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I think in loop quantum gravity the rate of expansion of the universe is found from:

$H^2=\frac{8\pi G}{3}\rho\left(1-\frac{\rho}{\rho_c}\right)$

And I was wondering whether the critical density $p_c$ in the equation would actually mean that all of the matter was condensed to within its Schwarzschild radius, but quantum effects make it bounce anyway? Or is the Schwarzschild radius never reached? (I think it must be considering observation suggest that there are black holes in our and other galaxies, and if the critical density was not great enough to reach the Schwarzschild radius then loop quantum gravity would predict that ordinary black holes cannot exist either, right?)

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    $\begingroup$ The universe is not described by the Schwarzschild metric so it has no Schwarzschild radius. $\endgroup$ – John Rennie Oct 19 '14 at 9:20
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    $\begingroup$ No, because the matter distribution in the universe is (approximately) homogeneous so the gravitational potential is the same everywhere. There is simply no concept of a Schwarzschild radius in these circumstances. $\endgroup$ – John Rennie Oct 19 '14 at 9:34
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    $\begingroup$ The universe is described by the FLRW metric. This has a singularity at $t = 0$ (and for closed universes also at the recollapse time) however it has no horizons. A black hole is described by the Schwarzschild metric. This has a singularity at $r = 0$ and a horizon at $r = 2GM/c^2$. $\endgroup$ – John Rennie Oct 19 '14 at 9:48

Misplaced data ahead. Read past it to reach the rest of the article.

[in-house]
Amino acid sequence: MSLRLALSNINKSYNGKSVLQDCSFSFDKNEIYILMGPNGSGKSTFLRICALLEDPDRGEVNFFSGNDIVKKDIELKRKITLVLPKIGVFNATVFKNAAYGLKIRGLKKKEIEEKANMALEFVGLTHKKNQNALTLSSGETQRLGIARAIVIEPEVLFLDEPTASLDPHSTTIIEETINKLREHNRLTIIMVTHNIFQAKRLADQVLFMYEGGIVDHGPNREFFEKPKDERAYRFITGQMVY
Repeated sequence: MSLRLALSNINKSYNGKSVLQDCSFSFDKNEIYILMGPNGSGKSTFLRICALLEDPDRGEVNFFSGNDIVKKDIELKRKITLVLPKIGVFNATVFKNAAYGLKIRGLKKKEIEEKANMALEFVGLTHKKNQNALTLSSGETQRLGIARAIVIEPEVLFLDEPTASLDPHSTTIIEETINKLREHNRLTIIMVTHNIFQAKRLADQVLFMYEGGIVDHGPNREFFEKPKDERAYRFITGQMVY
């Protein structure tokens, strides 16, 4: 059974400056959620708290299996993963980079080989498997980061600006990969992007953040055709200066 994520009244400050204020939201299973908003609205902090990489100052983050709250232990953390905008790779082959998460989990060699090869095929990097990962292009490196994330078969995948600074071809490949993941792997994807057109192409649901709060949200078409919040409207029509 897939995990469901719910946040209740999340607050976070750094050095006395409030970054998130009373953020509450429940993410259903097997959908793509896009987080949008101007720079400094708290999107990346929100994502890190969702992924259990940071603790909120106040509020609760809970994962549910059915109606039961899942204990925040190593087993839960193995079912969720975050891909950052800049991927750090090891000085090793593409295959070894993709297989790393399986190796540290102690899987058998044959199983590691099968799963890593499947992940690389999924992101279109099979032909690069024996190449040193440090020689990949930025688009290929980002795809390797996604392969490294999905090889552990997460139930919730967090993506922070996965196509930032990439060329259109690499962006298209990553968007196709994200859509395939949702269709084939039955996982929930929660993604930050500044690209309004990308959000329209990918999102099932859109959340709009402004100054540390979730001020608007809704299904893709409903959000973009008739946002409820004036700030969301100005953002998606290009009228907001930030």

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    $\begingroup$ A finite, i.e. closed, Friedmann universe is homogeneous and isotropic just like flat and open Friedmann universes. In the real universe at the current time the matter distribution is obviously not isotropic and locally black holes and their associated horizons can form. However if you look at the CMB (that dates from the recombination era) the universe was homogeneous to about one part in $10^5$. Because inhomogeneities grow with time we expect that near the Big Bang any conceivable universes would be almost exactly homogeneous. $\endgroup$ – John Rennie Oct 19 '14 at 9:52
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    $\begingroup$ Yes. If you want to understand this I'm afraid you'll have to get stuck in and learn about the FLRW metric. Without knowing your background I'm not sure what to recommend as a starting point. The Wikipedia article is not suitable for beginners. Incidentally your other question also stems from misunderstanding the FLRW metric. $\endgroup$ – John Rennie Oct 19 '14 at 10:03

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